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Access to Justice for the Chinese Consumer

Handling Consumer Disputes in Contemporary China

By: Ling Zhou
Media of Access to Justice for the Chinese Consumer
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Published: 14-05-2020
Format: PDF eBook (?)
Edition: 1st
Extent: 176
ISBN: 9781509931064
Imprint: Hart/Beck
Series: Civil Justice Systems
RRP: £49.50
Online price : £39.60
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About Access to Justice for the Chinese Consumer

This book offers a socio-legal exploration of localised consumer complaint processing and dispute resolution in the People's Republic of China – now the second largest consumer market in the world – and the experiences of both ordinary and 'professional' consumers.

Drawing on detailed analysis of an impressive body of empirical data, this book highlights local Chinese understandings and practice styles of 'mediation', and identifies in popular consciousness a continuing sense of reliance on the government for securing consumer rights in China. These are not only important features of consumer dispute processing in themselves, but also help to to explain why no ombudsman system has emerged.

This innovative book looks at the nature of China's distinctive dispute resolution and complaints system, issues within that system, and the experiences of consumers within it. The book illustrates the access to justice processes locally available to aggrieved consumers and provides a unique contribution to comparative consumer law studies in Asia and elsewhere.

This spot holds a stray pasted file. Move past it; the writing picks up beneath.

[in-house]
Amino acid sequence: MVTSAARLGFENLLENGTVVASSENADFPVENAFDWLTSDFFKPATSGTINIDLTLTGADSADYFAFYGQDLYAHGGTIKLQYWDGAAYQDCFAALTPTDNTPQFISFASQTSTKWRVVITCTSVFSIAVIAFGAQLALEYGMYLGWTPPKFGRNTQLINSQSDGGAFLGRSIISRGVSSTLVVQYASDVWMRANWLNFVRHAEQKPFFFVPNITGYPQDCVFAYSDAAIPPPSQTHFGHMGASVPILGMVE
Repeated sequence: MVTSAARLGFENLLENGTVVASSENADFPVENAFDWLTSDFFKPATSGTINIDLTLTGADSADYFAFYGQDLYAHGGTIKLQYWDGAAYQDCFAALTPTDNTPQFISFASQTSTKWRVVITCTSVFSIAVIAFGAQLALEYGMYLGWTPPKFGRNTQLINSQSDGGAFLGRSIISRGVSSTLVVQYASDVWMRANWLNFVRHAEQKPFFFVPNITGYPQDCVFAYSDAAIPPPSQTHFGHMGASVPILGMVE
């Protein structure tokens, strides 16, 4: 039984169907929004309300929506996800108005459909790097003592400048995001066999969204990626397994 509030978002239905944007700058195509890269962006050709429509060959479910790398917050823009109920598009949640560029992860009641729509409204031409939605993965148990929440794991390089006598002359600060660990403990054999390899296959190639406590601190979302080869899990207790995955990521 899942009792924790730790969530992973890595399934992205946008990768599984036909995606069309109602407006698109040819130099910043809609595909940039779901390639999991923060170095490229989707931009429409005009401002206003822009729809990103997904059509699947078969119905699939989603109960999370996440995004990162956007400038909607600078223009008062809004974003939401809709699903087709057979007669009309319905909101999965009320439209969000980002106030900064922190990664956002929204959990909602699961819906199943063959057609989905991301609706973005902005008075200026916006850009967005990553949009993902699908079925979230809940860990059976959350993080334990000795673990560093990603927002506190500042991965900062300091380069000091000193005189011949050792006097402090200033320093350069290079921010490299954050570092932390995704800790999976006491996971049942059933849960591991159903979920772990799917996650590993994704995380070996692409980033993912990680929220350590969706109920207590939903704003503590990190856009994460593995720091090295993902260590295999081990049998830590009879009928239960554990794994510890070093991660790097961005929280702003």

Table Of Contents

1. Introduction
I. Introduction
II. The Market, State and Consumer Law
III. Consumers and Access to Justice
IV. Fieldwork and Research Methods
V. Structure of the Book
2. Consumer Protection in China
I. Introduction
II. The Chinese Context
III. The Consumer as Citizen in China
IV. A Brief Introduction to the Field
V. Conclusions
3. Extra-Judicial Processes for Handling Consumer Disputes
I. Introduction
II. Consumer Bodies and the Complaint System in Shenzhen
III. Dispute Processes in the SZCC
IV. Conclusions
4. Consuming the Consumer Council: Complainants' Experience
I. Introduction
II. Case Study of On-site Mediation
III. Different Types of Complainant
IV. Problems Faced by Consumers in the Complaint Process
V. Conclusions
5. The 'Professional' in Consumer Disputes
I. Introduction
II. The 'Professionals' in Consumer Dispute Processes
III. Mixed Motives
IV. Official Attitudes
V. Conclusion: Professional Legal Culture and the Consumer Citizen
6. Consuming Litigation: Going to Court
I. Introduction
II. The People's Courts in China
III. Consumer Disputes in the Shenzhen Court
IV. The Professionals and the Court
V. Conclusions
7. Going 'Public': New Approaches in Resolving Consumer Disputes
I. Introduction
II. Consumer Redress and the Media
III. Web-Based Consumer Complaint Platform
IV. Access to Knowledge: Disclosure of Government Information
V. The Emerging Public Interest Litigation in Consumer Disputes
VI. Conclusions
8. Conclusions
I. Dispute Resolution in China
II. Consumers' Access to Justice
III. Delegalisation and Justice
IV. Consumers' Access to Justice in China: Final Reflections

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